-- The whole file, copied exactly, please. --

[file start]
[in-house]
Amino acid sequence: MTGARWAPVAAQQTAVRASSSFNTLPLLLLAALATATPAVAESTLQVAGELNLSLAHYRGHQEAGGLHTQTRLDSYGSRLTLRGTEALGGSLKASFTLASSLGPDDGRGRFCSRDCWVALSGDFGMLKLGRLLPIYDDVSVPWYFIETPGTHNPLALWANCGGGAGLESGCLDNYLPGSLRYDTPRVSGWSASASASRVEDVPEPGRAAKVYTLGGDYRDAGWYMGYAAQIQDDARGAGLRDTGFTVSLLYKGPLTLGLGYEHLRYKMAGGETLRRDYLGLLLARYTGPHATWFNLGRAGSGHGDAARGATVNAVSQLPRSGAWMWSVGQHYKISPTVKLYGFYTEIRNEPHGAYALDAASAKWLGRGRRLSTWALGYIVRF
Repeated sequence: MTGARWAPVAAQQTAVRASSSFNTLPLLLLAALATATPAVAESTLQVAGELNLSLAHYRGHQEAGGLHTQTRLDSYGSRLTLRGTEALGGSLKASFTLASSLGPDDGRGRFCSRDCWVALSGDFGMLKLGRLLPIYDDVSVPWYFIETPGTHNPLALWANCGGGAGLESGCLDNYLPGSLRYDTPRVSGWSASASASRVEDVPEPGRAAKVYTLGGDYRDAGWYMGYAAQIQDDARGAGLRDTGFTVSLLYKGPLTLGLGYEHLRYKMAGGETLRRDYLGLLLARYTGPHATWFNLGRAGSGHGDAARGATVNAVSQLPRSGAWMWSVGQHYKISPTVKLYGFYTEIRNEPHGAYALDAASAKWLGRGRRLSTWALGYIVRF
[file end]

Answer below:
[in-house]
Amino acid sequence: MTGARWAPVAAQQTAVRASSSFNTLPLLLLAALATATPAVAESTLQVAGELNLSLAHYRGHQEAGGLHTQTRLDSYGSRLTLRGTEALGGSLKASFTLASSLGPDDGRGRFCSRDCWVALSGDFGMLKLGRLLPIYDDVSVPWYFIETPGTHNPLALWANCGGGAGLESGCLDNYLPGSLRYDTPRVSGWSASASASRVEDVPEPGRAAKVYTLGGDYRDAGWYMGYAAQIQDDARGAGLRDTGFTVSLLYKGPLTLGLGYEHLRYKMAGGETLRRDYLGLLLARYTGPHATWFNLGRAGSGHGDAARGATVNAVSQLPRSGAWMWSVGQHYKISPTVKLYGFYTEIRNEPHGAYALDAASAKWLGRGRRLSTWALGYIVRF
Repeated sequence: MTGARWAPVAAQQTAVRASSSFNTLPLLLLAALATATPAVAESTLQVAGELNLSLAHYRGHQEAGGLHTQTRLDSYGSRLTLRGTEALGGSLKASFTLASSLGPDDGRGRFCSRDCWVALSGDFGMLKLGRLLPIYDDVSVPWYFIETPGTHNPLALWANCGGGAGLESGCLDNYLPGSLRYDTPRVSGWSASASASRVEDVPEPGRAAKVYTLGGDYRDAGWYMGYAAQIQDDARGAGLRDTGFTVSLLYKGPLTLGLGYEHLRYKMAGGETLRRDYLGLLLARYTGPHATWFNLGRAGSGHGDAARGATVNAVSQLPRSGAWMWSVGQHYKISPTVKLYGFYTEIRNEPHGAYALDAASAKWLGRGRRLSTWALGYIVRF